How to Fight A Mountain Lion

I deeply enjoy solo voyages, my travel friends know. We arrive together at a destination and I either plan an extra overnight or have taken a day to wander alone, through Atlanta and Amsterdam; San Juan and Dublin; Seattle and Montreal; Boston, Berlin and Brooklyn. At least in those moments, those bold and select moments, I can manage whatever comes my way. Captain of my day, navigating exchanges and connections and sweaty wandering on strong long legs, wild. I have handled it. Any joy or silliness. Any meanness or predator I’ve encountered. I have handled it.

One of my favorite things about living in the remote wilderness of the Cascade mountains in my early twenties was that human risks were replaced by natural ones. Human predators were mostly replaced by animal ones. We lived in a very safe, small, secluded village community, the most remote year-round populated site in the lower 48 states. It took me two days to get there, by train, boat, and switchback. There I was instructed how to manage natural risks: I know what to do if I get caught in an avalanche, how to respond to a fire, how to purify stream water, interact with a mother bear, or fight a mountain lion.

When I was 14, my grandfather taught me to kill a person with my hands. We talked about how and when I might use this (or not use it) as a woman. Usually, almost always the “or not.” Still, we practiced in the living room. I was prepared.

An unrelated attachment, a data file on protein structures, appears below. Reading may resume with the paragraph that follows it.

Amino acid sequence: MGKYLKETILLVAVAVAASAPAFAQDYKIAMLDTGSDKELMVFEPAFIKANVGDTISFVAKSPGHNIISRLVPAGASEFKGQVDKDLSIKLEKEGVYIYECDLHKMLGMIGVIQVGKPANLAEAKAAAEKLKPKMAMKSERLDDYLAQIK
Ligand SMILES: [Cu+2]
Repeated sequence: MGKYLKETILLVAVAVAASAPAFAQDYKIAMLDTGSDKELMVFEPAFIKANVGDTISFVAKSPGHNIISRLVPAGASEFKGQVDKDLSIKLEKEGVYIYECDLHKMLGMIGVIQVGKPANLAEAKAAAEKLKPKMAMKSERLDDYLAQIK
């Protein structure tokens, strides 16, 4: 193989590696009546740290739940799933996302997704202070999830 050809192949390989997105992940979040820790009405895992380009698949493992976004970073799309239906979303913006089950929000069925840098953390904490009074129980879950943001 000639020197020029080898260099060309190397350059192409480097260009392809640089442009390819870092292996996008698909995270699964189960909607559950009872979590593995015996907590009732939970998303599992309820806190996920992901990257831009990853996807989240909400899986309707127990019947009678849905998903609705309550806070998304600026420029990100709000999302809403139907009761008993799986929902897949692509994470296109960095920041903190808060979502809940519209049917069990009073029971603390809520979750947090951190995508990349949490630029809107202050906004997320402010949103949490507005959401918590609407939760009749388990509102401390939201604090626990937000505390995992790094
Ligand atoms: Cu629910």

As a woman, after years of both formal and informal training on how to manage human, gendered risk (keys in knuckles, arrival texts, emergency words, whistles, sprays, stances, body language gauges) managing the natural risk of the Cascade mountains felt cleaner, less personal. Not more predictable. But much less terrifying and malicious.

On one occasion back in the city, a new man I was seeing invited me to his apartment to make a meal together. We had met up twice before and as I considered his texted dinner invite I closed my eyes and pictured him. This was not a romantic Julia Roberts Rom Com Moment queuing a montage of our imagined future together romping through daisies. I closed my eyes to remember his stature, his musculature, his heft. I did this not to objectify him, but to realistically gauge if I could physically overpower him or even kill him if he attacked me while we were alone in his house, cooking.